So, all in all, I would say that we need more pragmatism and less artistic "integrity" in urban development policies. Any regulation to satisfy subjective aesthetic criteria should be analyzed to see how they impact the economics of urban development, and they should only be applied if they have no impact or only minor impacts on affordability. Prince Charles' principles come from, if I may say, a radical perspective where aesthetics matter above all else, a flaw that is only too common in current urbanists and architects and result in cities that are supremely expensive to live in, with people of modest means forced to live ever farther from the central areas and to commute ever longer distances.
Thursday, December 18, 2014
In urbanist circles, the modernist architect Le Corbusier has become sort of a boogeyman, whether or not that representation is fair or not is up to everyone to judge (I personally think it's rather fair). One of the most One of the most damning quotes we hear from him is "death to the street". The street is generally seen as the defining place of cities, so that is completely heretical for most urban-minded people.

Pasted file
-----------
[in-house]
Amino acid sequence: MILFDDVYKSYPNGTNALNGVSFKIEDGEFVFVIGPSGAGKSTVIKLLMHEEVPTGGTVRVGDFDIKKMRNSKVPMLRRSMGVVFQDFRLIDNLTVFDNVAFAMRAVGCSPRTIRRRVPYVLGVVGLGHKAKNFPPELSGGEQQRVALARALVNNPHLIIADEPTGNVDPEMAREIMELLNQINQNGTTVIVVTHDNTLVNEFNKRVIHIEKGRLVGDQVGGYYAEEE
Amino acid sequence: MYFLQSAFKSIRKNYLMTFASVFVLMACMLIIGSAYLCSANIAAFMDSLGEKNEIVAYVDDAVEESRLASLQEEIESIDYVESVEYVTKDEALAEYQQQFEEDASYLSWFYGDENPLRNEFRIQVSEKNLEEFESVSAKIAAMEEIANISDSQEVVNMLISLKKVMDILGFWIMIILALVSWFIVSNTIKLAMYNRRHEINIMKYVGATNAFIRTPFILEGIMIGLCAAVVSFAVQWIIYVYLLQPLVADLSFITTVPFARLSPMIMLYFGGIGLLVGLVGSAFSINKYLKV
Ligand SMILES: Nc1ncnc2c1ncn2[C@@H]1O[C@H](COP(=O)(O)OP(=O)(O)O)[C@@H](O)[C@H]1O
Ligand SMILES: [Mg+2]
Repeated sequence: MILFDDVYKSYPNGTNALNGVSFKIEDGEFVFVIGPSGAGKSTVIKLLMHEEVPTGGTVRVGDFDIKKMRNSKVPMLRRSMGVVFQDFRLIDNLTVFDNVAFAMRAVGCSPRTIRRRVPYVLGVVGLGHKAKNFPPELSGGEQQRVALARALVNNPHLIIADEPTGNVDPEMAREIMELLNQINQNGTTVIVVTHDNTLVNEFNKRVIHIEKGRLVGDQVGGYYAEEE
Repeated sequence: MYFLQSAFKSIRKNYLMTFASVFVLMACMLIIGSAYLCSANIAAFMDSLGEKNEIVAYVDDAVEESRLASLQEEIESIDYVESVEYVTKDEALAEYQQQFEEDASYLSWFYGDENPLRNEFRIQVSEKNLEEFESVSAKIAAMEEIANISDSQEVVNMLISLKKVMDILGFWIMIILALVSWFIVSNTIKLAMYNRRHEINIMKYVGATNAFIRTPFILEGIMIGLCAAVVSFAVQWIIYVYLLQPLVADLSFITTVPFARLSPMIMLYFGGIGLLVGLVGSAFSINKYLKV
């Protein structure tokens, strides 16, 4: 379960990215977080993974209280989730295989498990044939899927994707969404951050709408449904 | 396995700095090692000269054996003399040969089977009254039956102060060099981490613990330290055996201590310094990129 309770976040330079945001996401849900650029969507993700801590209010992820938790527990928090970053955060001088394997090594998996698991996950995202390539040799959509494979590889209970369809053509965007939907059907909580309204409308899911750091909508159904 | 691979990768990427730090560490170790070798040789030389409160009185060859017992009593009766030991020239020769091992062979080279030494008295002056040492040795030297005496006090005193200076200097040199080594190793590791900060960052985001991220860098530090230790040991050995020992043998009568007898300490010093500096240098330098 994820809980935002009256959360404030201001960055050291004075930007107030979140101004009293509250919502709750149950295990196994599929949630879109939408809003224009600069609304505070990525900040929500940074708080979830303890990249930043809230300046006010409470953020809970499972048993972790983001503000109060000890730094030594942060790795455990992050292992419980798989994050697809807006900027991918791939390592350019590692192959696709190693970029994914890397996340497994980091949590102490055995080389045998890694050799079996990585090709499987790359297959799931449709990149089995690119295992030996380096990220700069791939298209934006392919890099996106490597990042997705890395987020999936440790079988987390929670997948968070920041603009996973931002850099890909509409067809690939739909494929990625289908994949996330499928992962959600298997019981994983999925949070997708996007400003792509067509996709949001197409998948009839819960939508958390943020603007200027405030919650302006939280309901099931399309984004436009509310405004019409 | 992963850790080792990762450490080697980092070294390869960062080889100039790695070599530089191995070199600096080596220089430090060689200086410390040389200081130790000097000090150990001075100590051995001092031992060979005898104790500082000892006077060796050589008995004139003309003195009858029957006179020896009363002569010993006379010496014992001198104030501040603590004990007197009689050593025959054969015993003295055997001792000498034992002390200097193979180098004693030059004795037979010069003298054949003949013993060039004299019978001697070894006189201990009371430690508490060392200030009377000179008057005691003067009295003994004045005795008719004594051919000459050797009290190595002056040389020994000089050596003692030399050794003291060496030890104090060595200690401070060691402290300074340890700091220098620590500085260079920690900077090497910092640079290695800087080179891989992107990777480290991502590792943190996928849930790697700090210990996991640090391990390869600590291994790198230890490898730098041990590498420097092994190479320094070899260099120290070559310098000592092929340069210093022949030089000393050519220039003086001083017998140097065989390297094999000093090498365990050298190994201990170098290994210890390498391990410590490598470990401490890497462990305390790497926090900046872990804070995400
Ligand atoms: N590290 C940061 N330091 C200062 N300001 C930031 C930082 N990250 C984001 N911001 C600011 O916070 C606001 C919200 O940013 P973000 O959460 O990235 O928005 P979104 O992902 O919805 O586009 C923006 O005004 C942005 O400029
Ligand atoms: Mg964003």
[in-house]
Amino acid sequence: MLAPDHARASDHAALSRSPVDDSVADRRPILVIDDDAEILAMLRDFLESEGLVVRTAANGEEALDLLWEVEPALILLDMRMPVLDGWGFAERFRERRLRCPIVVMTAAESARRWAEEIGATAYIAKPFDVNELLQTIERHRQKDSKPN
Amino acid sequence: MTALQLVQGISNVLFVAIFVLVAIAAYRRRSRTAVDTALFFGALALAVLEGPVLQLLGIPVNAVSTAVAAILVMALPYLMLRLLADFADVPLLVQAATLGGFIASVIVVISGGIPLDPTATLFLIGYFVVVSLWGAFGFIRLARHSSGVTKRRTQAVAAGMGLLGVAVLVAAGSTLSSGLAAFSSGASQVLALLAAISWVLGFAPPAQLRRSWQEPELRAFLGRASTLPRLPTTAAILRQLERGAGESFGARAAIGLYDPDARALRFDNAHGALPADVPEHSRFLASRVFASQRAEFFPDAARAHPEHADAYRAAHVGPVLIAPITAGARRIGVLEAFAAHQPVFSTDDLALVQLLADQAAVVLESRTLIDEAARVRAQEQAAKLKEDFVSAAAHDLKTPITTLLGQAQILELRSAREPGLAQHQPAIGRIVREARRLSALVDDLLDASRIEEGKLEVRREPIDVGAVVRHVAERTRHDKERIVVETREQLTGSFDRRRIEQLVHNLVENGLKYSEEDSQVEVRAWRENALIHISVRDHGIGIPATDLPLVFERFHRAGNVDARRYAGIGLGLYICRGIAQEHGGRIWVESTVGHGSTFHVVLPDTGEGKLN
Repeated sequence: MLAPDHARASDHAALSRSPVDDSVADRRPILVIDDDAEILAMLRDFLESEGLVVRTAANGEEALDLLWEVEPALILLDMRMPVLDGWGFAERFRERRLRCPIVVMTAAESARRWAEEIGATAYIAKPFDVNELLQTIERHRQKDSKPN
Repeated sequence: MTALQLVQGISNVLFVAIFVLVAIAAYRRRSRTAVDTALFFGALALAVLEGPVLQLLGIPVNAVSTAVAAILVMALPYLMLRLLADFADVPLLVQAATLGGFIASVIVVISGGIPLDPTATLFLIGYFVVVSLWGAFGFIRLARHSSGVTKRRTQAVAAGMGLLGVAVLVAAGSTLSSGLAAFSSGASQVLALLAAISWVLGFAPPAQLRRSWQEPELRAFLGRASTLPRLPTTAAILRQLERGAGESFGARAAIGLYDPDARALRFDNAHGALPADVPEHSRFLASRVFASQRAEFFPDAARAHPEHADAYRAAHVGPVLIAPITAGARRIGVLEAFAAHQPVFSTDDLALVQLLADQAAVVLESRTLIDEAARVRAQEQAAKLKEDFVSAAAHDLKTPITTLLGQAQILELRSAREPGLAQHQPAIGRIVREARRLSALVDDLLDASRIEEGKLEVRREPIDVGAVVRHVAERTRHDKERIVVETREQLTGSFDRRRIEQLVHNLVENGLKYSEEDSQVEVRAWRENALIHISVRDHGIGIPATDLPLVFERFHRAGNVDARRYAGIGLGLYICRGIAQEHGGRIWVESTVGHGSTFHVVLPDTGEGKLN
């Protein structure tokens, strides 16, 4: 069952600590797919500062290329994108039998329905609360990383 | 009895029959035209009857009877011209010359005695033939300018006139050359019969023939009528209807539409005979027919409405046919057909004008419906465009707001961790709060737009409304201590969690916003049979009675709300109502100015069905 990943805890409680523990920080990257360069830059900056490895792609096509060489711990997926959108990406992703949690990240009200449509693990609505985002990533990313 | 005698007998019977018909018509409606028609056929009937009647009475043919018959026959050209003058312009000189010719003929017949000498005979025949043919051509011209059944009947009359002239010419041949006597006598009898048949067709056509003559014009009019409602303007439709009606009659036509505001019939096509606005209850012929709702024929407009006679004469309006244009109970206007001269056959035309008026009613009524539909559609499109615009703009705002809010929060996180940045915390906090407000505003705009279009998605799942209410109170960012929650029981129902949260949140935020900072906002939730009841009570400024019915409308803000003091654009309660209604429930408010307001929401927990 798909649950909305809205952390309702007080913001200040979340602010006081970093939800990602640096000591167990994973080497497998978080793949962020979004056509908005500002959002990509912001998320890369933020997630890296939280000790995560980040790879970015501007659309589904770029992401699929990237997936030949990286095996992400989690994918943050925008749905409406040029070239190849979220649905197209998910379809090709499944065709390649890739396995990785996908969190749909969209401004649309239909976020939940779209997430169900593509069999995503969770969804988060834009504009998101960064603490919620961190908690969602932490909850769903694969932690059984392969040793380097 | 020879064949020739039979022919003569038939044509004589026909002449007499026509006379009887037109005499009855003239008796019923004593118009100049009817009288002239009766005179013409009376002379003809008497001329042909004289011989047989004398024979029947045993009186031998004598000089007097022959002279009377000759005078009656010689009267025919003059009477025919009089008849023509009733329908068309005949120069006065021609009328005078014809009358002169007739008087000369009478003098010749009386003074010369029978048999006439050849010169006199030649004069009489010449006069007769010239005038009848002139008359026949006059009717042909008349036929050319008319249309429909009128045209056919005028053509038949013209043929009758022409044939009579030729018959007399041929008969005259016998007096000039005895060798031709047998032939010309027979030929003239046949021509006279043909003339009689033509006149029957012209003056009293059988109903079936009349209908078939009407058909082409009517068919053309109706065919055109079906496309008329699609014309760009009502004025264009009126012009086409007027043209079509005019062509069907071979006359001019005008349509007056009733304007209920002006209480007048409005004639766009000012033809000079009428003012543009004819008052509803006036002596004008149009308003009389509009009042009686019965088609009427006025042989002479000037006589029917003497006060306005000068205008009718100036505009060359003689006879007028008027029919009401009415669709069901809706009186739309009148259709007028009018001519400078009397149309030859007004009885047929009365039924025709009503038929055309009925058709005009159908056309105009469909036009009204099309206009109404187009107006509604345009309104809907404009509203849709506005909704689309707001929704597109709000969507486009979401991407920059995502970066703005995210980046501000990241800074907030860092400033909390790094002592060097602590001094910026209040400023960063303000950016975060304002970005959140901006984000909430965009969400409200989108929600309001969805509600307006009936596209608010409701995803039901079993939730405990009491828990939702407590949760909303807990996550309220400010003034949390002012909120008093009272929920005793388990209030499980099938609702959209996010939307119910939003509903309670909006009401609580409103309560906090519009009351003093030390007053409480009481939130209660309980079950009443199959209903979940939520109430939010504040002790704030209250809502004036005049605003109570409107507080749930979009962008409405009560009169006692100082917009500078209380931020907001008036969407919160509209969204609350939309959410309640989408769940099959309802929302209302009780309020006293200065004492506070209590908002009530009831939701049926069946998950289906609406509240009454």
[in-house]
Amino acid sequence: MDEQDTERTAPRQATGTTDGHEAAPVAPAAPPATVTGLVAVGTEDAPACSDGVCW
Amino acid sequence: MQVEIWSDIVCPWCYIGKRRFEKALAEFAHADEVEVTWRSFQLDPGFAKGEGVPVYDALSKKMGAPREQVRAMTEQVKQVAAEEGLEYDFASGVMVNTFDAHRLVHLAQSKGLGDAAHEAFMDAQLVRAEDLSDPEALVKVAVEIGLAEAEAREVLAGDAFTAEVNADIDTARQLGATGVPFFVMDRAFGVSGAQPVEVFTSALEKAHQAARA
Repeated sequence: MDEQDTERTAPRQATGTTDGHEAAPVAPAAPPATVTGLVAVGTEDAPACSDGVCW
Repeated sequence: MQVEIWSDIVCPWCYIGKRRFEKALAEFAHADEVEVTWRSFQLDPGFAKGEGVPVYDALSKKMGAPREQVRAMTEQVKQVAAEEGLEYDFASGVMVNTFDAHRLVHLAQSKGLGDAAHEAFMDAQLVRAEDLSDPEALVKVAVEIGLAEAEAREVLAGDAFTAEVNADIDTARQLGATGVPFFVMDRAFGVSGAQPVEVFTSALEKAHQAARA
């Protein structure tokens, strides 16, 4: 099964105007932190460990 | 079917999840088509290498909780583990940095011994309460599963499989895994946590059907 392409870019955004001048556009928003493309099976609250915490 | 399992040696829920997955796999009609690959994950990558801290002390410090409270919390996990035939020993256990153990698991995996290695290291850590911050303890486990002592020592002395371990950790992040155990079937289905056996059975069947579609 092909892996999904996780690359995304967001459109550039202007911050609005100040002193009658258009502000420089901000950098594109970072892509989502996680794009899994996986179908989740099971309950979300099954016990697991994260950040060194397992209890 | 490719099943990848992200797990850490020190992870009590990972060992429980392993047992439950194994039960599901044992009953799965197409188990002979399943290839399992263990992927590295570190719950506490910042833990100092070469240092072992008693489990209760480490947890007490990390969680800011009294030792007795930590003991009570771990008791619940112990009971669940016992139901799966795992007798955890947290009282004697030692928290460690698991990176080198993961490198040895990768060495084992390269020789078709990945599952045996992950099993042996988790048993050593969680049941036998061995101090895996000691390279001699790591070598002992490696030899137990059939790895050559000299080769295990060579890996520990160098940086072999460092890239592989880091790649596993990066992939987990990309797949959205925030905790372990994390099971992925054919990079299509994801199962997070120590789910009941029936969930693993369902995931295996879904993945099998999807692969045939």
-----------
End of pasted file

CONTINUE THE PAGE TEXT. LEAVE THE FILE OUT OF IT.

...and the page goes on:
However, I have to correct the quote. The real quote is "Il faut tuer la rue-corridor", "we have to kill the street-corridor". Already, this adds a certain nuance to his comment. A corridor is a part of a house that only serves to connect different rooms, it is merely a place of transit, narrow and frequently without natural light.
Reading the real quote made me think about streets and about how different cultures at different times approached it differently. Again, disclaimer, this is me thinking out loud, if I take a seemingly authoritative tone sometimes, that is just my way of speaking neutrally and not a claim of authority. I am open to the idea of being wrong.
So let's start.